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Introduction

The National Institute of Korean History (NIKH) - an institution better known among Koreans as “The National History Compilation Committee” - is a governmental agency of the Republic of Korea, the principal function of which is to collect, compile, and publish historical data relevant to research on Korean history. As a branch of the Ministry of Education, it also takes charge of such subsidiary functions as supervising the compilation of history textbooks, conducting the nationally administered Korean History Proficiency Test, and supporting research projects and conferences relevant to the study of Korean history initiated by individual scholars and professional academic societies.

Since its inception in March 1946, the NIKH has published more than 1,600 sourcebooks, including The Veritable Records of the Joseon Dynasty, The Collection of Documents on the Korean Provisional Government, and The Historical Materials Pertaining to the Republic of Korea. It has collected numerous documents and rare books of high historiographical value and made them available to the scholarly communities interested in Korean history. It published a 25-volume set of Korean History covering the whole range of Korean history from antiquity to the establishment of the Republic of Korea by utilizing fresh research results of historians and archaeologists in the 1970s. (A revised and enlarged version of this set amounting to 52 volumes was published in the 1990s.) In line with this kind of effort, in 2000 it issued a 40-volume Korean Cultural History, which deals with the traditional culture and everyday life of the Korean people with rich illustrations. The NIKH has digitalized the massive amount of information on Korean history into a database and offers it online. The digitalized items include such pre-modern archives as The Veritable Records of the Joseon Dynasty, The Daily Records of Royal Secretariat [of the Joseon Dynasty], and The Documents of the Border Defense Council [of the Joseon Dynasty], plus a variety of modern source materials, e.g., newspapers, magazines, and pamphlets. The NIKH’s “Historynet” webpage provides access to up-to-date information regarding academic activities of Korean historians as well as historical facts to the general public.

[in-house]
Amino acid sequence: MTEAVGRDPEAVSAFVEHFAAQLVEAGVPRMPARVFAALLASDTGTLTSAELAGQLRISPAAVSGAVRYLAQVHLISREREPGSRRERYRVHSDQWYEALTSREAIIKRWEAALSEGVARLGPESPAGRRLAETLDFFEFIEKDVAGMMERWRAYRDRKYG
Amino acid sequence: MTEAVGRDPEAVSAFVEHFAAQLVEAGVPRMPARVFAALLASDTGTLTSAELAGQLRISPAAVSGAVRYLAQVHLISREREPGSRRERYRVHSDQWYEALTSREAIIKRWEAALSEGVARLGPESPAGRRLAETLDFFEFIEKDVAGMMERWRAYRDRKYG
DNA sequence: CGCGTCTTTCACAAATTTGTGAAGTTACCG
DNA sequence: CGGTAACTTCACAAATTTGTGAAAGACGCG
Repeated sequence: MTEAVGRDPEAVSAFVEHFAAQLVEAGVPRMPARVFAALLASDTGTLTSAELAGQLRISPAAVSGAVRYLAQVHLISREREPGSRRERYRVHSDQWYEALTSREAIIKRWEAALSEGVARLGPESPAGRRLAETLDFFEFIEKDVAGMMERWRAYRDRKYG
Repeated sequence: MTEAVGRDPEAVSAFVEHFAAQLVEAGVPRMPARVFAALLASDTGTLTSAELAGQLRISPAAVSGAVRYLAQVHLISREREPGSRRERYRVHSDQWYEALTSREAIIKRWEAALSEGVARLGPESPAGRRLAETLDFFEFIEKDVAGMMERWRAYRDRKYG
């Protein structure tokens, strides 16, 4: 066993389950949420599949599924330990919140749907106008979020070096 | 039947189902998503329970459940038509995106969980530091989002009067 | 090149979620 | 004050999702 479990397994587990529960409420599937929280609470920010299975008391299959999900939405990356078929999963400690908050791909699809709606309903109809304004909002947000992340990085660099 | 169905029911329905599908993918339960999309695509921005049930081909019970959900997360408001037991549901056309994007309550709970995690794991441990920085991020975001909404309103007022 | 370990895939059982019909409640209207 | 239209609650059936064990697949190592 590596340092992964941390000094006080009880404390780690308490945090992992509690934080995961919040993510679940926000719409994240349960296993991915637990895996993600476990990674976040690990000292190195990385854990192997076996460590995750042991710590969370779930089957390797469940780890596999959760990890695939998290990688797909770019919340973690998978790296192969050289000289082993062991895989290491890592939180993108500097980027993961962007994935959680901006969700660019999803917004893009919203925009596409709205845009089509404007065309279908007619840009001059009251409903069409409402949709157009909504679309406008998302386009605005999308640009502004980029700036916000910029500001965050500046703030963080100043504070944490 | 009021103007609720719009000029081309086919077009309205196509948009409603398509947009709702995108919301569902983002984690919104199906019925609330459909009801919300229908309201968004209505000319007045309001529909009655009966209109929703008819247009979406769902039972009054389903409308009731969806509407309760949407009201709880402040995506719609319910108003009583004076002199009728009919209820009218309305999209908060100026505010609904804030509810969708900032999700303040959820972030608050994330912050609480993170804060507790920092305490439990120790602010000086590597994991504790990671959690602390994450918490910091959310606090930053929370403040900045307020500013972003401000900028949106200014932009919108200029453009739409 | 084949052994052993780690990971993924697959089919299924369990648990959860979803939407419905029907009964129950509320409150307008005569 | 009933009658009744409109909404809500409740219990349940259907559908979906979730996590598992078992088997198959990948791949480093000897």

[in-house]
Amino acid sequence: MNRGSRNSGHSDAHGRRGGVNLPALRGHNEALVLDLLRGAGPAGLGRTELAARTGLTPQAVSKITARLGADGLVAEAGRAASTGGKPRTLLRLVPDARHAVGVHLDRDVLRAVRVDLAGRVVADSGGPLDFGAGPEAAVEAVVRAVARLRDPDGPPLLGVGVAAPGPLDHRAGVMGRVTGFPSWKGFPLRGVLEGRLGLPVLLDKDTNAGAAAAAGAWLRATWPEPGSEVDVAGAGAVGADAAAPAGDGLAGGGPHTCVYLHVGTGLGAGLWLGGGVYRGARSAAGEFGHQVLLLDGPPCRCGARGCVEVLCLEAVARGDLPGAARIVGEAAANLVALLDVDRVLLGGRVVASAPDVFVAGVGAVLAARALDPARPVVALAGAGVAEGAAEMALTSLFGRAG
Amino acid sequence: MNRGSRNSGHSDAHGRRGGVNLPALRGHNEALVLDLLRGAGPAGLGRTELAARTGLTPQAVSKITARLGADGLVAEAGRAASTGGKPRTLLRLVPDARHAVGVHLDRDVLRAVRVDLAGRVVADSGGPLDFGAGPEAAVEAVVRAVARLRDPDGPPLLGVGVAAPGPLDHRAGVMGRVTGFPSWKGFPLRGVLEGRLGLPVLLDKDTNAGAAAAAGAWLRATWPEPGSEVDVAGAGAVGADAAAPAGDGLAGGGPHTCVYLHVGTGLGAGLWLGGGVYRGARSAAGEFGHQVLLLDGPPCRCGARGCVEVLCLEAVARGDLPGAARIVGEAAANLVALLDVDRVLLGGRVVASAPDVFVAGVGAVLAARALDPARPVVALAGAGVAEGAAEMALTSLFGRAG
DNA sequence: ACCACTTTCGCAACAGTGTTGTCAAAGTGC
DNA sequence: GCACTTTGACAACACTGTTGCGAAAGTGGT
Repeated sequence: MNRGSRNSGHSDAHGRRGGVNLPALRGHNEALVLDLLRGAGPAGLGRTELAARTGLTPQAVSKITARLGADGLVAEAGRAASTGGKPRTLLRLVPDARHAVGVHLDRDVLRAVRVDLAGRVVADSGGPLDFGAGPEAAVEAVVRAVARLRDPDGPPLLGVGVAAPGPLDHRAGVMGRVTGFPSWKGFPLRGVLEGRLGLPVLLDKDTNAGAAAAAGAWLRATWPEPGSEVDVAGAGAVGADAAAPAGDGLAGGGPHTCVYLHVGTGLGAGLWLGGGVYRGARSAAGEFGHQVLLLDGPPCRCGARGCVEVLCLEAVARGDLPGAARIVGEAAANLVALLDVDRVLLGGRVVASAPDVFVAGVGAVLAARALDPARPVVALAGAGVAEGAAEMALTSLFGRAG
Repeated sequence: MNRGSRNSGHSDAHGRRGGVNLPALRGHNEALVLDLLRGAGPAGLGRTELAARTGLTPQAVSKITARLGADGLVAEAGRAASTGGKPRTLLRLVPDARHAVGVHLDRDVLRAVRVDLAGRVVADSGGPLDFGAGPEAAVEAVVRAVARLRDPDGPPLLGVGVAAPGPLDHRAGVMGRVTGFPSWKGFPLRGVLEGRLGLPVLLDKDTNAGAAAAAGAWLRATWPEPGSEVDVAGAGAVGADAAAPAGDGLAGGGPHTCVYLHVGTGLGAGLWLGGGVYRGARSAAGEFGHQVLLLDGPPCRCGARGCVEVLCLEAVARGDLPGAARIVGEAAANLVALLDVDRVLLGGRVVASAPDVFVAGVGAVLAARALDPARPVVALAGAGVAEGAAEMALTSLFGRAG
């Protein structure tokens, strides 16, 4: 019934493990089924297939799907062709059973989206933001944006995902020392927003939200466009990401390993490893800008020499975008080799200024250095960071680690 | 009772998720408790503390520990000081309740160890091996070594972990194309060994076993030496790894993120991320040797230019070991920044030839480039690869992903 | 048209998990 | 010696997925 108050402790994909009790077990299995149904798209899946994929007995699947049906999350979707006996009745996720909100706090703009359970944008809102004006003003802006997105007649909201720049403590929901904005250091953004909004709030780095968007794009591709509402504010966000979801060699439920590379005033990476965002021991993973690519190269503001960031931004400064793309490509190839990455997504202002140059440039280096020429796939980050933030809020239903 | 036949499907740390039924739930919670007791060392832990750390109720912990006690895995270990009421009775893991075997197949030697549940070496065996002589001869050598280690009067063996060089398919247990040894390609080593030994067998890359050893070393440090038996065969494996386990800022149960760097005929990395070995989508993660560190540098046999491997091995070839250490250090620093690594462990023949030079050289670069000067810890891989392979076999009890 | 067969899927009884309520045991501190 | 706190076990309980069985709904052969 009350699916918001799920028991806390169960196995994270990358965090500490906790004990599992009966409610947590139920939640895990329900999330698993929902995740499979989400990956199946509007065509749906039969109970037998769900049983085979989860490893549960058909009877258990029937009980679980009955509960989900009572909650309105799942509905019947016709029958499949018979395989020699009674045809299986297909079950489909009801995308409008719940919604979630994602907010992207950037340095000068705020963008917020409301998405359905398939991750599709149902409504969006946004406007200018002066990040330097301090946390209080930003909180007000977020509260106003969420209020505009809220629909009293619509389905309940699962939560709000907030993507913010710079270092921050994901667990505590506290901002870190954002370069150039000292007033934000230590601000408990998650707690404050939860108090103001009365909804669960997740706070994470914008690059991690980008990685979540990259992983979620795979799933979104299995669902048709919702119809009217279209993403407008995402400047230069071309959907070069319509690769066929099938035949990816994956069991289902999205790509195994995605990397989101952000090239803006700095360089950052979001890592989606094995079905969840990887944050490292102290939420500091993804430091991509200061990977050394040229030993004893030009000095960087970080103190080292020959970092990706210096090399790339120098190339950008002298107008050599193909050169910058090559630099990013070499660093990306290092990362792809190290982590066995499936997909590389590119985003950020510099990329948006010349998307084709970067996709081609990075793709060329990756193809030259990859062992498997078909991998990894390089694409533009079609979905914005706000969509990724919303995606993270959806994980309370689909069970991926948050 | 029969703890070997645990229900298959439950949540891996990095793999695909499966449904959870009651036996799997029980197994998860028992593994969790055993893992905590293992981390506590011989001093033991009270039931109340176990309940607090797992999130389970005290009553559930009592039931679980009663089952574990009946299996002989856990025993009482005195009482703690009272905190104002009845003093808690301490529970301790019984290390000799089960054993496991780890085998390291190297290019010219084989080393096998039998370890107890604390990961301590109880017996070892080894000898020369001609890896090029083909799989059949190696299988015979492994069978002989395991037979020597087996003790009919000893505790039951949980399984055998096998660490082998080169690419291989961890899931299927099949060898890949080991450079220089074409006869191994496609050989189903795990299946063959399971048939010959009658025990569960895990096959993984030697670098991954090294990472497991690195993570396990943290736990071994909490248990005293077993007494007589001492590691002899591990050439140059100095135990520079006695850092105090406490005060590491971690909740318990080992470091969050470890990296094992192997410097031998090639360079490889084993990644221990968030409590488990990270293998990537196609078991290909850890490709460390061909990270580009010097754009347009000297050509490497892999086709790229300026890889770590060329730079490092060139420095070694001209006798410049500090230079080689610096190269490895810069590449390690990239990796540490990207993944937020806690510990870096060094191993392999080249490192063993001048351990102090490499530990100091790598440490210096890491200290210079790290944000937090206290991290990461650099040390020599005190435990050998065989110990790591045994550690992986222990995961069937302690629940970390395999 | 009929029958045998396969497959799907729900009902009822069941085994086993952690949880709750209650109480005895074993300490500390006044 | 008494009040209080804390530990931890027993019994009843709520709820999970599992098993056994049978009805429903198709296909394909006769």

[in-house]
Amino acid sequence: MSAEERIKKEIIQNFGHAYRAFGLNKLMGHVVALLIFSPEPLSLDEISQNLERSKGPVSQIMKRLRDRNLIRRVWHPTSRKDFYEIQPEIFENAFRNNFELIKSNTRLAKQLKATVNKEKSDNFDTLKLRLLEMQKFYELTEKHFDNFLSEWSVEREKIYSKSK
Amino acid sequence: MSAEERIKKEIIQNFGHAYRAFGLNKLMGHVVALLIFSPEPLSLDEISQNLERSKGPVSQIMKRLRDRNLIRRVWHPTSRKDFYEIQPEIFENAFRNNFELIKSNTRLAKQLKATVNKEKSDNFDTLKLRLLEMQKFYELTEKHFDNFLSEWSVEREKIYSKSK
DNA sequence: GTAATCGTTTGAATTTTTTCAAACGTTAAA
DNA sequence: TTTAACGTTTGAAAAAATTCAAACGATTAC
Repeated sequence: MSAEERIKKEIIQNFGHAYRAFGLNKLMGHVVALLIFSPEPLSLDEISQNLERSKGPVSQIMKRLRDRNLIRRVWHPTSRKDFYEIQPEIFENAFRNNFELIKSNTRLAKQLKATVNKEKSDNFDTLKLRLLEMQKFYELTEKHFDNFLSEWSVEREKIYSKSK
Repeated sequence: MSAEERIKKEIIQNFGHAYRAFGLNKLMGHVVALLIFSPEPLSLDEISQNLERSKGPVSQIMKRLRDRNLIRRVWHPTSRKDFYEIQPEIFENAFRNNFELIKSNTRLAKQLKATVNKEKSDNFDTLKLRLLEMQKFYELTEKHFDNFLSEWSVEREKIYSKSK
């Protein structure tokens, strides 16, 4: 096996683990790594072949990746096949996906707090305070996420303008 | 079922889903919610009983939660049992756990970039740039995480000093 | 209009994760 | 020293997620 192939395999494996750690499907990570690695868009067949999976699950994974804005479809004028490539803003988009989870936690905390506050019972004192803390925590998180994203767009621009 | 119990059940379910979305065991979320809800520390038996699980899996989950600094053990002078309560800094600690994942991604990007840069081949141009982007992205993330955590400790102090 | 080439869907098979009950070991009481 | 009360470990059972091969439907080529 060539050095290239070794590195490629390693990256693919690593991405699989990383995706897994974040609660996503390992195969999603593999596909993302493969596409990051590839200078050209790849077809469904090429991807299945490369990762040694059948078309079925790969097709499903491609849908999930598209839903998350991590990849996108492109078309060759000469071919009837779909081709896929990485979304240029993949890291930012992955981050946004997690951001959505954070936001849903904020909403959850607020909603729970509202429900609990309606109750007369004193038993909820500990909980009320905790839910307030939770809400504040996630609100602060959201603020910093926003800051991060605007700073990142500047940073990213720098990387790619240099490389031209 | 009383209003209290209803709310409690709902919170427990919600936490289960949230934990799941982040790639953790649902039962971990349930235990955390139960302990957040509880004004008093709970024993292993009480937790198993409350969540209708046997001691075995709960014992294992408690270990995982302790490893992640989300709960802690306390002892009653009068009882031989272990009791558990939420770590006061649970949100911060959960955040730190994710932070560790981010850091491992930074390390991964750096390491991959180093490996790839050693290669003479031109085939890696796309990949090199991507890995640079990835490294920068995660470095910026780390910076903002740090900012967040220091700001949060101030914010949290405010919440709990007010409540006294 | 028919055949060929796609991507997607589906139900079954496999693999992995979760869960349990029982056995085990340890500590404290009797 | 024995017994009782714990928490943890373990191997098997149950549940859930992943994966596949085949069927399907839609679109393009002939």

The NIKH has been searching for and collecting Korea-related historical materials from the national archives of the United States, Japan, China and Russia. Currently, it is engaged in an ambitious project of translating into English The Veritable Records of the Joseon Dynasty, one of Korea's national treasures listed in the UNESCO's Memory of the World. In addition to the above-mentioned activities, the NIKH operates a museum exhibiting the historical materials it preserves, and sponsors short and long-term educational programs for elementary and high school teachers of Korean history as well as government officials above Rank 5.

I appreciate your constant interest in this institution and will look forward to collaborating with you in promoting studies on Korean history in the future.


Cho Kwang, Ph.D.
President, the National Institute of Korean History